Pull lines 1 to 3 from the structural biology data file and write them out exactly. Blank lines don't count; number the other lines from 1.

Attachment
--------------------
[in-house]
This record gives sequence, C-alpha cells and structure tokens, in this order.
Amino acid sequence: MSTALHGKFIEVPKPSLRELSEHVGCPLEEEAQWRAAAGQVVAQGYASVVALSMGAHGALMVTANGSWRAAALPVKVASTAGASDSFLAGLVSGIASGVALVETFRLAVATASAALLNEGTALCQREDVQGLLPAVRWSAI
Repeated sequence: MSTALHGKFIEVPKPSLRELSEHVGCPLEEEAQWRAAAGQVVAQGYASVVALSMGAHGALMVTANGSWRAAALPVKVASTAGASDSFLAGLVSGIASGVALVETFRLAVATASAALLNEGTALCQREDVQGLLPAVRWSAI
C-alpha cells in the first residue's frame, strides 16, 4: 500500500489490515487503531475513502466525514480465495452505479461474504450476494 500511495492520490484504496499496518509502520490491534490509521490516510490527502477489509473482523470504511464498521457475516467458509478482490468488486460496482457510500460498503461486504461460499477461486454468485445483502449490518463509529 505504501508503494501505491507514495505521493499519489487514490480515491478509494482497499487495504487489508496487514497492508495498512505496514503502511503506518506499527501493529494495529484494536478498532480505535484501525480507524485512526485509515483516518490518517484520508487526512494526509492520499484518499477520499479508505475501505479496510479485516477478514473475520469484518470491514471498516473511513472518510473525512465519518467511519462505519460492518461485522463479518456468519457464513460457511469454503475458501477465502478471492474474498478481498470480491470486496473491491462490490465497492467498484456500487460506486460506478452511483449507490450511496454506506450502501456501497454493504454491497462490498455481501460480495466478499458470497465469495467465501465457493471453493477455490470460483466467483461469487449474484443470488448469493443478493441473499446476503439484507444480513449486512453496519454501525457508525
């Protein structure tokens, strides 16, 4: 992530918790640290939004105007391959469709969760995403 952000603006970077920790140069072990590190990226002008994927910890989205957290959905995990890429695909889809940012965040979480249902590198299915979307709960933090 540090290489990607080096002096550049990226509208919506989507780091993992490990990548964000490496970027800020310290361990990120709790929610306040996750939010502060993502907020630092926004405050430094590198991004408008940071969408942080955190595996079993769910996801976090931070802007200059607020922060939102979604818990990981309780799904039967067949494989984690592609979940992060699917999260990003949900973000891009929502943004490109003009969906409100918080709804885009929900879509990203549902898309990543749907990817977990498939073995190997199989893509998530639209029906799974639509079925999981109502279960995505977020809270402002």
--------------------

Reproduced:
[in-house]
This record gives sequence, C-alpha cells and structure tokens, in this order.
Amino acid sequence: MSTALHGKFIEVPKPSLRELSEHVGCPLEEEAQWRAAAGQVVAQGYASVVALSMGAHGALMVTANGSWRAAALPVKVASTAGASDSFLAGLVSGIASGVALVETFRLAVATASAALLNEGTALCQREDVQGLLPAVRWSAI